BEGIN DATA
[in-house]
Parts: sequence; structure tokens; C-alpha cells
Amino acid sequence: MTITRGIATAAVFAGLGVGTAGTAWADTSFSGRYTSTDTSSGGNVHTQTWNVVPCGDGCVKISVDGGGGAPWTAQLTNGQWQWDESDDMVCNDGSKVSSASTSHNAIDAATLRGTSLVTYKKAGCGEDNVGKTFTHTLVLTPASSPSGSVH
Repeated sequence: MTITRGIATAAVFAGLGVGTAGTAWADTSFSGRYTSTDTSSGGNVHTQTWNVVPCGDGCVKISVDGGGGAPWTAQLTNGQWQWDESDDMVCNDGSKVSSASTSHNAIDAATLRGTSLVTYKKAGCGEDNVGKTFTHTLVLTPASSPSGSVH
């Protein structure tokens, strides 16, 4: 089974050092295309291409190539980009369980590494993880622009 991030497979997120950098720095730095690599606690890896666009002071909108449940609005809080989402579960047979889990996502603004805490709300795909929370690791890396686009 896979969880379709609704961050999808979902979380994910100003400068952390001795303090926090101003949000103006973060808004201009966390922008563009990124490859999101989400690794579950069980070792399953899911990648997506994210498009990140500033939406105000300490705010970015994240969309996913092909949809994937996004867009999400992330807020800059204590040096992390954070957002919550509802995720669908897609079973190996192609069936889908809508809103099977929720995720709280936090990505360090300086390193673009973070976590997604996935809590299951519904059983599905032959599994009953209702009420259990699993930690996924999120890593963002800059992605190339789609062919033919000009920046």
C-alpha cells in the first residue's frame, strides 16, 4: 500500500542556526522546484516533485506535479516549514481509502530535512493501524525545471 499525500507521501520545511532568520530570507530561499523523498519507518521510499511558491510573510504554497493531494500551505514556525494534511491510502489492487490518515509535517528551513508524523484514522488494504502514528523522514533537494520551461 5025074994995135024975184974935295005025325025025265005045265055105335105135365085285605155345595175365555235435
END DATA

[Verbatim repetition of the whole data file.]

[in-house]
Parts: sequence; structure tokens; C-alpha cells
Amino acid sequence: MTITRGIATAAVFAGLGVGTAGTAWADTSFSGRYTSTDTSSGGNVHTQTWNVVPCGDGCVKISVDGGGGAPWTAQLTNGQWQWDESDDMVCNDGSKVSSASTSHNAIDAATLRGTSLVTYKKAGCGEDNVGKTFTHTLVLTPASSPSGSVH
Repeated sequence: MTITRGIATAAVFAGLGVGTAGTAWADTSFSGRYTSTDTSSGGNVHTQTWNVVPCGDGCVKISVDGGGGAPWTAQLTNGQWQWDESDDMVCNDGSKVSSASTSHNAIDAATLRGTSLVTYKKAGCGEDNVGKTFTHTLVLTPASSPSGSVH
């Protein structure tokens, strides 16, 4: 089974050092295309291409190539980009369980590494993880622009 991030497979997120950098720095730095690599606690890896666009002071909108449940609005809080989402579960047979889990996502603004805490709300795909929370690791890396686009 896979969880379709609704961050999808979902979380994910100003400068952390001795303090926090101003949000103006973060808004201009966390922008563009990124490859999101989400690794579950069980070792399953899911990648997506994210498009990140500033939406105000300490705010970015994240969309996913092909949809994937996004867009999400992330807020800059204590040096992390954070957002919550509802995720669908897609079973190996192609069936889908809508809103099977929720995720709280936090990505360090300086390193673009973070976590997604996935809590299951519904059983599905032959599994009953209702009420259990699993930690996924999120890593963002800059992605190339789609062919033919000009920046």
C-alpha cells in the first residue's frame, strides 16, 4: 500500500542556526522546484516533485506535479516549514481509502530535512493501524525545471 499525500507521501520545511532568520530570507530561499523523498519507518521510499511558491510573510504554497493531494500551505514556525494534511491510502489492487490518515509535517528551513508524523484514522488494504502514528523522514533537494520551461 5025074994995135024975184974935295005025325025025265005045265055105335105135365085285605155345595175365555235435